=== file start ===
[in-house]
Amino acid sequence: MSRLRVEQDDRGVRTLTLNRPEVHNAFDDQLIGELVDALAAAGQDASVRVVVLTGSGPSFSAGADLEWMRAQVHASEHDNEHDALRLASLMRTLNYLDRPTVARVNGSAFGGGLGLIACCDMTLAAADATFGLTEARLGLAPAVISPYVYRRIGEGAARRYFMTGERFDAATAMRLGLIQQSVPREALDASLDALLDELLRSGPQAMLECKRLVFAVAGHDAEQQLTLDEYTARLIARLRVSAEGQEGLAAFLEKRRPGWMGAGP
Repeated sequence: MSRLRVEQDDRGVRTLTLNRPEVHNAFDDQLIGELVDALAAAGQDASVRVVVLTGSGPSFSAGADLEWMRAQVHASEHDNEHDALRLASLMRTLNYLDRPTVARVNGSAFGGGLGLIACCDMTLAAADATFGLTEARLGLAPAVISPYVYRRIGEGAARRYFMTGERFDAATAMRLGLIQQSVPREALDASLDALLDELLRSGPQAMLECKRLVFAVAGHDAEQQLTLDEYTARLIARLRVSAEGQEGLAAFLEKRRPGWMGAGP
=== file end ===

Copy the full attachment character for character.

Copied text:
[in-house]
Amino acid sequence: MSRLRVEQDDRGVRTLTLNRPEVHNAFDDQLIGELVDALAAAGQDASVRVVVLTGSGPSFSAGADLEWMRAQVHASEHDNEHDALRLASLMRTLNYLDRPTVARVNGSAFGGGLGLIACCDMTLAAADATFGLTEARLGLAPAVISPYVYRRIGEGAARRYFMTGERFDAATAMRLGLIQQSVPREALDASLDALLDELLRSGPQAMLECKRLVFAVAGHDAEQQLTLDEYTARLIARLRVSAEGQEGLAAFLEKRRPGWMGAGP
Repeated sequence: MSRLRVEQDDRGVRTLTLNRPEVHNAFDDQLIGELVDALAAAGQDASVRVVVLTGSGPSFSAGADLEWMRAQVHASEHDNEHDALRLASLMRTLNYLDRPTVARVNGSAFGGGLGLIACCDMTLAAADATFGLTEARLGLAPAVISPYVYRRIGEGAARRYFMTGERFDAATAMRLGLIQQSVPREALDASLDALLDELLRSGPQAMLECKRLVFAVAGHDAEQQLTLDEYTARLIARLRVSAEGQEGLAAFLEKRRPGWMGAGP